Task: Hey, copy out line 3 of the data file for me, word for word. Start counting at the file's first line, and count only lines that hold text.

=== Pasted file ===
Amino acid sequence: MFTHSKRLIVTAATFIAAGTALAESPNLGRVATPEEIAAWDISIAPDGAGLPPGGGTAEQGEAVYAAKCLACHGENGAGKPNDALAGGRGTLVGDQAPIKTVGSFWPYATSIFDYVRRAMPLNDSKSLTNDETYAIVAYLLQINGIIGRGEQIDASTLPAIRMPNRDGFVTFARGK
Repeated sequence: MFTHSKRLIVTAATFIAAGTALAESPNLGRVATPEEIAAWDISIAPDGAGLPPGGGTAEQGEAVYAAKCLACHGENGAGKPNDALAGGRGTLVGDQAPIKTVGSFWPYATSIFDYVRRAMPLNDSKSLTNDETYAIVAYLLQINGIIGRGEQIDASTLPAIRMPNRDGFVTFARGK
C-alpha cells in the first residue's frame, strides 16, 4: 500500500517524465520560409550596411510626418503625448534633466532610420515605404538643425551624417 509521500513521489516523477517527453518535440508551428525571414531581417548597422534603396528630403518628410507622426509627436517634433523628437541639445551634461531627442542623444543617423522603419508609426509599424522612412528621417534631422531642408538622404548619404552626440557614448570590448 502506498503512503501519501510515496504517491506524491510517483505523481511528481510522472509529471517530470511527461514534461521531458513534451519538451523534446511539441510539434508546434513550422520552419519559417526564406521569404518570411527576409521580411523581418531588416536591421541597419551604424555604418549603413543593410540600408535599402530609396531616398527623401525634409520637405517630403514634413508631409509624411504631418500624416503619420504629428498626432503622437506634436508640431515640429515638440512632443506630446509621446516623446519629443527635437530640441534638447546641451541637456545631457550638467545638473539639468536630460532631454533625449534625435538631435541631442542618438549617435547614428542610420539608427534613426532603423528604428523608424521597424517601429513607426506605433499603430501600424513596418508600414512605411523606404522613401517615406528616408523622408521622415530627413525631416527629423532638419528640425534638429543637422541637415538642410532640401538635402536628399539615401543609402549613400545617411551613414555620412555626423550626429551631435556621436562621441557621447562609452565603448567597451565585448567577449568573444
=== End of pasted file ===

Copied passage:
C-alpha cells in the first residue's frame, strides 16, 4: 500500500517524465520560409550596411510626418503625448534633466532610420515605404538643425551624417 509521500513521489516523477517527453518535440508551428525571414531581417548597422534603396528630403518628410507622426509627436517634433523628437541639445551634461531627442542623444543617423522603419508609426509599424522612412528621417534631422531642408538622404548619404552626440557614448570590448 502506498503512503501519501510515496504517491506524491510517483505523481511528481510522472509529471517530470511527461514534461521531458513534451519538451523534446511539441510539434508546434513550422520552419519559417526564406521569404518570411527576409521580411523581418531588416536591421541597419551604424555604418549603413543593410540600408535599402530609396531616398527623401525634409520637405517630403514634413508631409509624411504631418500624416503619420504629428498626432503622437506634436508640431515640429515638440512632443506630446509621446516623446519629443527635437530640441534638447546641451541637456545631457550638467545638473539639468536630460532631454533625449534625435538631435541631442542618438549617435547614428542610420539608427534613426532603423528604428523608424521597424517601429513607426506605433499603430501600424513596418508600414512605411523606404522613401517615406528616408523622408521622415530627413525631416527629423532638419528640425534638429543637422541637415538642410532640401538635402536628399539615401543609402549613400545617411551613414555620412555626423550626429551631435556621436562621441557621447562609452565603448567597451565585448567577449568573444